- Data documentation – Classify and tag data so it can be provided to consumers.
- Review data retention policies – Consider disposition/retention schedules
- Conduct privacy training for public-facing employees – Emphasize data and privacy, not just generalized security.
- Privacy notifications – Include it on the website, and update product literature and employee guidance. If reselling data, notify customers.
- Review vendor contracts – Partners can be a source of liability, if they mishandle consumer data. Consider an annual review of provider CCPA compliance.
- Periodically refresh policies – Inform with annual audits. Seek opportunities to improve.
- If a data broker, register.
For all of these steps, document, document, document!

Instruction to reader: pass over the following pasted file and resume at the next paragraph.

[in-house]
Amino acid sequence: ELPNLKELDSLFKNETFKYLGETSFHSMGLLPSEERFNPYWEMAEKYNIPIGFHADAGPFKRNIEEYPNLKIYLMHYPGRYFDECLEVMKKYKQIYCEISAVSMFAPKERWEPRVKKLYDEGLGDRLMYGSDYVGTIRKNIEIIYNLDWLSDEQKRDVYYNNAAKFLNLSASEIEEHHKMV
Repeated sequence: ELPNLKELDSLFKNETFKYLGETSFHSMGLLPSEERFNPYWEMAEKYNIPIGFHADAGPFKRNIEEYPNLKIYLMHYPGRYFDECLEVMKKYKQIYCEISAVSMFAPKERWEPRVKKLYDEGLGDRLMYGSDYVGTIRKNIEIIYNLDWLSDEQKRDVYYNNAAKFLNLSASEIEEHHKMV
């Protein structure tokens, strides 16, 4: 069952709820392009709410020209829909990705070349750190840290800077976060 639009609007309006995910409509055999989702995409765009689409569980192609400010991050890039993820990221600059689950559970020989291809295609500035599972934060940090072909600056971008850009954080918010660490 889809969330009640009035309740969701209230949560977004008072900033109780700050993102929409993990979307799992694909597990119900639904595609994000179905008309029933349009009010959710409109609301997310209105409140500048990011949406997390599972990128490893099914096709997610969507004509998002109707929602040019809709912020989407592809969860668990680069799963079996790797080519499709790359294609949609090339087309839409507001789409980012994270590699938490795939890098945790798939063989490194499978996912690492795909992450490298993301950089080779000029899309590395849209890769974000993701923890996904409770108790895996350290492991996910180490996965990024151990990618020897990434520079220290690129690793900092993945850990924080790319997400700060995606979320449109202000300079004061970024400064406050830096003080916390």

In enforcement situations, companies need artifacts to demonstrate their efforts. Dr. Henry highly recommends using a tool to monitor and evaluate your governance, risk, and compliance program. Leveraging GRC software empowers companies to tailor their audit and monitoring efforts to their specific needs, to map objectives and controls together, and to flag still-outstanding risks. ZenGRC unites these functions in one tool, easing the task of gathering evidence when needed and identifying potential gaps as they develop. By automating and tracking vendor assessments, management, and auditing, ZenGRC streamlines the process of developing documentation across a business’s landscape— applying precisely the type of risk-based approach CCPA adopts.